Ukraine: Asked to Leave Kharkiv Urgently, Indian Students Say Not Allowed to Board Trains

Neary 1,000 students are stranded in Kharkiv, according to reports.

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New Delhi: A day after an Indian student died in a Russian attack in the Ukrainian city of Kharkiv, the Indian embassy in Ukraine issued an urgent advisory – the first one to be issued in all capital letters – saying that all Indians in Kharkiv must leave before 6 pm local time today. The advisory was published on Twitter at 1:28 pm local time.

However, Indian students said that they are not being allowed into trains. Pragun, a student, told NDTV that the Ukrainians are not letting Indians enter, adding, “They are firing… kicking us.”

“We had a train in front of us but they are not allowing us. One or two gates opened for Ukrainian people. Just for them. And for us there are guns, bullets but no trains,” he said.

Pooja Praharaj, a postgraduate student in Kharkiv who has been acting as a student coordinator for around 1,200 students during this crisis, told The Wire after the advisory was issued, “We are trying to leave ASAP. If we won’t be able to board a train we will leave by car.”

Meanwhile, the new Russian envoy to India has spoken of Moscow working on a  “humanitarian corridor” for evacuation through Russia and Prime Minister Narendra Modi has thanked the Polish president for easing visa demands.

The MEA spokesperson said the advisory was issued on the “basis of information from Russia”. He added that they should take any method to leave, including “on foot”.

Several Indian students are apparently stuck near the Pivdennyi Vokzal Railway station, according to a tweet from the mother of a student. They are walking towards Pesochin, the woman said.

According to Scroll, Abdul Zaheer, an agent who was helping students get admission in Ukraine, said buses or trains were not available for students to leave the city. “We tried to find all the options,” he said. “Students have to walk outside the city.”

Congested Shehyni

Earlier, the Indian embassies in Poland and Lithuania had issued urgent advisories asking Indian nationals in the cities of Lviv and Tempoli to go towards the Budomierz border point between Ukraine and Poland.

The Indian embassy in Warsaw has suggested they alternatively move towards border points with Hungary and Romania.

The embassy had called on Indians to avoid the Shehyni-Medyka border point due to its congestion – reports of Indians stranded there without food and in the snow had occupied headlines in the past few days.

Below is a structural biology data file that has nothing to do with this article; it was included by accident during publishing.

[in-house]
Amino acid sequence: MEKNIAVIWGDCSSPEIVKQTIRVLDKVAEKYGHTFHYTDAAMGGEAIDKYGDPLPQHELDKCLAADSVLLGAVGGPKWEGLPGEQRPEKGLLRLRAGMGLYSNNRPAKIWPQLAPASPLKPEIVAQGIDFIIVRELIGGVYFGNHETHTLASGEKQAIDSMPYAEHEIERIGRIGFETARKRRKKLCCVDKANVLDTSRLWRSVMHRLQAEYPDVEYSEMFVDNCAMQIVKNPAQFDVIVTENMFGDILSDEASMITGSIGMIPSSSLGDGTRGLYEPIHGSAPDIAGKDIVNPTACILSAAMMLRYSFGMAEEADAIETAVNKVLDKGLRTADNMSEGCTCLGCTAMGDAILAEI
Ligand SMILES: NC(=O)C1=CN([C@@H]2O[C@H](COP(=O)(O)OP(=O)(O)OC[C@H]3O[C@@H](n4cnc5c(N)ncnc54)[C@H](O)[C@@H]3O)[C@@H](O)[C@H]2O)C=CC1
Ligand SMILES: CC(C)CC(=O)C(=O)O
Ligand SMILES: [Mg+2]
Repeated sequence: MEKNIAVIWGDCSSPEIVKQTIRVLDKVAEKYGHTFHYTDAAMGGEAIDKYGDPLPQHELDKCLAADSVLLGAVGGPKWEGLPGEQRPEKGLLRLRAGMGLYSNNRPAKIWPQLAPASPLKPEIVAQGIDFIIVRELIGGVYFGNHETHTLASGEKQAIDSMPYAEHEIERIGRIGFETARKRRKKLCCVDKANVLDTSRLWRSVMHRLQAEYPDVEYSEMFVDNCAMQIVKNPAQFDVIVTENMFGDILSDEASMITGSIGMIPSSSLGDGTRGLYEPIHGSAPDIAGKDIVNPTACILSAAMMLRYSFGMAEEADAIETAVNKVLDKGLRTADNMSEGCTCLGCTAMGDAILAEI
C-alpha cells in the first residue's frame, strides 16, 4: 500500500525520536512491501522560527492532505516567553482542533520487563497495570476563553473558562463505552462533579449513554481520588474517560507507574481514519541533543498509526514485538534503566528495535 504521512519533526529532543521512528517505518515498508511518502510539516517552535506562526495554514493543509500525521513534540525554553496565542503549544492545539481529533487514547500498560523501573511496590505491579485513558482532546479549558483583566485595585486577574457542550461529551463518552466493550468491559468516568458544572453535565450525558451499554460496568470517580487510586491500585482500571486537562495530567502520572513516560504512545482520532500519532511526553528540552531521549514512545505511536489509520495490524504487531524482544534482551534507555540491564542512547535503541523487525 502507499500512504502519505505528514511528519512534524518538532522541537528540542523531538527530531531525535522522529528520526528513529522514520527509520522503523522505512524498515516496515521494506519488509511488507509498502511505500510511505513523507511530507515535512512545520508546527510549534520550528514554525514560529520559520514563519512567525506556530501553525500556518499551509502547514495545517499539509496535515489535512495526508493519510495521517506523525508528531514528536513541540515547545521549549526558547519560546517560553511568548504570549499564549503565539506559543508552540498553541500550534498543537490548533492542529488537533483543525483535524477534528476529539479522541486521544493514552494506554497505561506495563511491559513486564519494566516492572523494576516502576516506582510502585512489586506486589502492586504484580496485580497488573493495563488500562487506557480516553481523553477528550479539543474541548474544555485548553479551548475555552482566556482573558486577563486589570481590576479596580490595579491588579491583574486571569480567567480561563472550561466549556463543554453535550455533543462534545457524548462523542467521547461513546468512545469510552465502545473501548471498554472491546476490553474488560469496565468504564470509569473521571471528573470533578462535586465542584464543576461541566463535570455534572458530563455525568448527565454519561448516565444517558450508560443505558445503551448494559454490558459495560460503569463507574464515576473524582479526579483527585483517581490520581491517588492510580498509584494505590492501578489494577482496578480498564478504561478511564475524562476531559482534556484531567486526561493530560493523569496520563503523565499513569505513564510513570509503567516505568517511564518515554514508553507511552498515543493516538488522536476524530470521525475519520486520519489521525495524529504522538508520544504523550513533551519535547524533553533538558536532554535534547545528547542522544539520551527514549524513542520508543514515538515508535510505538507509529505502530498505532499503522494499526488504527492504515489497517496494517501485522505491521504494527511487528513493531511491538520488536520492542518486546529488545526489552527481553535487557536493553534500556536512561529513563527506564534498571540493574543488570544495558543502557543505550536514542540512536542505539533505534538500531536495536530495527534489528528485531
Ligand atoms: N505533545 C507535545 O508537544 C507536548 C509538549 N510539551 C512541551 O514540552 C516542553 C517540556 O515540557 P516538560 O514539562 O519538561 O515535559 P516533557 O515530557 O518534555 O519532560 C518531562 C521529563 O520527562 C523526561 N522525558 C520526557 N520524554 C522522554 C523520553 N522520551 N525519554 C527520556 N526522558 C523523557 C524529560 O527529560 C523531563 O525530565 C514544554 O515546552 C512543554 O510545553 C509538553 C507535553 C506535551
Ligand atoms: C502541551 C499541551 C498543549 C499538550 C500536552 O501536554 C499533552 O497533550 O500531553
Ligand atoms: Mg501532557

Later in the day the Warsaw embassy also announced a phone call between Prime Minister Narendra Modi and the Polish president Andrzej Duda over relaxation of visa requirements.


Meanwhile, the ninth flight carrying 218 Indian nationals who were stranded in the country has reached New Delhi from the Romanian capital Bucharest.

Earlier, another flight from Bucharest with 182 Indian nationals had reached Mumbai.

External affairs minister S. Jaishankar tweeted that six flights have left for India in the last day from countries surrounding Ukraine as part of India’s evacuation efforts, titled ‘Operation Ganga’.

More than 1,337 Indians have been transported back, wrote Jaishankar.

India is at present evacuating nationals by moving them via land routes to Romania, Hungary, Poland and Slovakia, and then flying them out from there.

Russia has begun bombing parts of Ukraine’s capital Kyiv, from where the Indian embassy had on Tuesday, March 1, advised nationals to urgently leave.

India had “strongly and emphatically” asked Ukraine and Russia to create “urgent safe passages” for the Indian nationals stuck in various conflict zones in Ukraine, after the medical student from Karnataka was killed.

New Russian envoy to India Denis Alipov has said that Moscow is working on making a “humanitarian corridor” for safe passage of Indians through the Russian-Ukrainian border.

This is Alipov’s first address as ambassador-designate and he has not yet presented his credentials to the President, as is the norm.

As all Indian nationals have left the Ukrainian capital, the Indian embassy is now setting up an office in Lviv, Indian foreign secretary Harsh Vardhan Shringla said on Tuesday.

Russian columns wait as bombings continue

Russia bombed a TV tower in Kyiv and rained rockets on Kharkiv as Moscow intensified its bombardment of Ukrainian urban areas in a shift of tactics after its six-day invasion stalled.

A blast is seen in the TV tower, amid Russia’s invasion of Ukraine, in Kiev, Ukraine March 1, 2022. Photo: Reuters/Carlos Barria

A US official said a miles-long armoured column bearing down on the capital Kyiv had not made any advances in the past 24 hours, frozen in place by logistics problems, short on fuel and food, and perhaps pausing to reassess tactics.

Russia’s defence ministry urged Kyiv residents to flee and said it would strike unspecified areas used by Ukraine’s security services and communications.

Speaking in a heavily guarded government compound in Kyiv, Ukrainian President Volodymyr Zelenskiy said Russia must “first stop bombing people” before peace talks could make any headway.

In a joint interview with Reuters and CNN, Zelenskiy also urged NATO members to impose a no-fly zone to stop Russia’s airforce, something the military alliance has ruled out.

As Zelenskiy, unshaven and wearing simple khaki clothes, spoke, news came that a Russian missile had struck a TV tower near the Babyn Yar Holocaust memorial site in Kyiv, killing at least five people.

Zelenskiy, who also spoke by phone for 30 minutes with US President Joe Biden on Tuesday, said the artillery barrages on the eastern city of Kharkiv amounted to “state terrorism”.

(With agency inputs)

Note: This report is being updated as and when relevant news comes in.